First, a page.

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Source: Long Island Herald

Editorial: It's long past time for action at the Bay Park plant

Posted: February 6, 2013
Originally Published: January 31, 2013

The effort to rebuild our communities after Hurricane Sandy’s devastation has not been without a sense of urgency, especially when it comes to reconstructing homes and critical infrastructure “stronger, smarter and safer,” if we are to go by the mantra in Long Beach.

One of the most critical pieces of infrastructure that must be addressed is the Bay Park Sewage Treatment Plant in East Rockaway, an antiquated facility that is notorious for its mechanical failures, which result in the discharge of raw or partially treated sewage and other pollutants into our waterways, rendering them unfit for boaters and fishermen and fueling devastating algae growth. Though the discussion of how to rebuild the iconic Long Beach boardwalk is getting most of the attention these days, now is the time to focus on upgrading and modernizing the aging Bay Park plant.

The facility processes more than 40 percent of the county’s sewage and discharges an average of 58.5 million gallons of what is supposed to be treated effluent per day into Reynolds Channel, according to the New York- and Connecticut-based Citizens Campaign for the Environment.

It has been nearly three years since local environmentalist Scott Bochner fired up his camcorder and documented an alarmingly large brown plume moving across the channel, bringing attention to what we learned was a discharge of only partially treated sewage, in greater concentrations than allowed by environmental law.

The Bay Park plant needed new equipment even before Sandy. Though the county has spent millions of dollars on upgrades since Bochner’s videos were posted on YouTube, the storm made clear just how vulnerable the facility is. A nine-foot storm surge, and a subsequent fire, caused the entire plant to go offline, and sewage backed up onto streets and into homes and spread throughout the Western Bays. Pipes also broke in East Rockaway and Baldwin, flooding parts of those communities with sewage.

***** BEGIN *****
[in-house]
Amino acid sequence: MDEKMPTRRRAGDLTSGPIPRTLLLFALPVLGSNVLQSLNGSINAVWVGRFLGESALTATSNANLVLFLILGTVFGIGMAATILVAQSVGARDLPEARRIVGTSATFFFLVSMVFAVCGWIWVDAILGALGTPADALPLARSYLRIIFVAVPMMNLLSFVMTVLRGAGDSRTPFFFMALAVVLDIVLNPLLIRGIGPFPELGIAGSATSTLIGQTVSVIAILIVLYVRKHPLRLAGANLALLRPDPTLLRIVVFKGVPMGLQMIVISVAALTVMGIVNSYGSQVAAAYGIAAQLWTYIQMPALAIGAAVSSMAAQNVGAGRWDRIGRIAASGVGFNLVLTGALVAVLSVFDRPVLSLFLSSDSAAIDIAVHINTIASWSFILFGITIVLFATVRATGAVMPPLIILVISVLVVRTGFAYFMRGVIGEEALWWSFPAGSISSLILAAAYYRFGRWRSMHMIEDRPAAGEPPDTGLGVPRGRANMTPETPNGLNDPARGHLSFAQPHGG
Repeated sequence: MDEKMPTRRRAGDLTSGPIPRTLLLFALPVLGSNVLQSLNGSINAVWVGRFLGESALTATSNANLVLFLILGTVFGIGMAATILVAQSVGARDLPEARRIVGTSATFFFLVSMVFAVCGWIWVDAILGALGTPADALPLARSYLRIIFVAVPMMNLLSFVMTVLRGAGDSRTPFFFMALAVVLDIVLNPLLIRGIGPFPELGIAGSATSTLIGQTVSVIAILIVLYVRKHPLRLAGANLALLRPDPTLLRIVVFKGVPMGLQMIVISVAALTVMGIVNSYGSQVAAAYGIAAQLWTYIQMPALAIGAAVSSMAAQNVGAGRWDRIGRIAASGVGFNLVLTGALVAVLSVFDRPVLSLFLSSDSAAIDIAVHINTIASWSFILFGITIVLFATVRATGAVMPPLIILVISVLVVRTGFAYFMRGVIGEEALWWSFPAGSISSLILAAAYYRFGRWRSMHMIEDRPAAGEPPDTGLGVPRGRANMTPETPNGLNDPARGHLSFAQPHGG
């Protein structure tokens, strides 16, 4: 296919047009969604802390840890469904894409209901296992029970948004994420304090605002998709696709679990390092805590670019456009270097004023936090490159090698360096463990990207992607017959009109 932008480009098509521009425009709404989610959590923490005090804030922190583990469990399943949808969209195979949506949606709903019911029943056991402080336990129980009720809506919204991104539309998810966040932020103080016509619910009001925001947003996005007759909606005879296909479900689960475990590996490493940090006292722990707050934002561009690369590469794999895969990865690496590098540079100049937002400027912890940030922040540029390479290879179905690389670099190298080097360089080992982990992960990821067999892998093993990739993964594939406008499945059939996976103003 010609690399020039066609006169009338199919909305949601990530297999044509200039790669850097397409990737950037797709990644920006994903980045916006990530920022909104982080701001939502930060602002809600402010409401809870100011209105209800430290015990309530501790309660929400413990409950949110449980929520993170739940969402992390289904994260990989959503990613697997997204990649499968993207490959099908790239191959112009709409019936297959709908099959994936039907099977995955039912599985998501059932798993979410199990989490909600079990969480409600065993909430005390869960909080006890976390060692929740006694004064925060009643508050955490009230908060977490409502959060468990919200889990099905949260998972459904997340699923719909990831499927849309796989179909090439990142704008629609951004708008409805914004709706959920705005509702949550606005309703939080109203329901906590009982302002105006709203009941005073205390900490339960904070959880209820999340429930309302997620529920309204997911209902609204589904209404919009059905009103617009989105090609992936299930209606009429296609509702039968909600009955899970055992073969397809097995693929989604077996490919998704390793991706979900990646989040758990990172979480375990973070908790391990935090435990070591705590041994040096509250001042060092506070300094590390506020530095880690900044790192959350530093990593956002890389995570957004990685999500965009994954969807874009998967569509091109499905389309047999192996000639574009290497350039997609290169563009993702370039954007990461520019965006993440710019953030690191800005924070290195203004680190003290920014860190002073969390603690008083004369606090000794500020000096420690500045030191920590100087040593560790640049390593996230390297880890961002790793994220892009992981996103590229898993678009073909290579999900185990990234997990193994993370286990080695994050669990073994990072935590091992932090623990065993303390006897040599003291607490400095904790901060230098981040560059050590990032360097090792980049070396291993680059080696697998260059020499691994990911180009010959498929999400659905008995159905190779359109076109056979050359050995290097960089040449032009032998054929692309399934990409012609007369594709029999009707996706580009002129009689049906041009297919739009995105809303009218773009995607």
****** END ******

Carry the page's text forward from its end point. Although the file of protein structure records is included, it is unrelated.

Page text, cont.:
Though Nassau County declared a public health emergency, many residents who were without power or displaced were unaware that more than a billion gallons of raw or partially treated sewage had been discharged in the aftermath of the storm.

The county has created its own master plan for upgrading the facility, but the Citizens Campaign for the Environment recently floated its own 10-point plan that includes not only replacing aging or damaged equipment at Bay Park in order to meet state and federal water quality standards, but also creating a public oversight committee for the plant.

Results released last week from a Stony Brook University study, aimed at creating long-term solutions to reduce the levels of pollutants in the Western Bays and bolstering state and federal environmental standards for the plant, strongly suggest that it is responsible for most of the pollutants in the bays. But the state oversight and planning needed to dramatically reduce them may be more than a decade away. We cannot wait that long.

Of course, most observers agree that a total revamping of the facility would depend on much-needed federal funding, and County Executive Ed Mangano has requested $898 million in assistance from Washington to help redesign and rebuild it. But the county should also tap into $400 million that, according to County Legislator Dave Denenberg, was previously earmarked for upgrading its sewage treatment plants but remains unused.

We agree with the Citizens Campaign for the Environment’s assessment that Hurricane Sandy exposed the weaknesses of the Bay Park plant, while at the same time offering a unique opportunity to repair the failing infrastructure. Now is the time to cut through the red tape and finally fix an outdated facility that, because of its frequent breakdowns, constitutes a continuing public health hazard.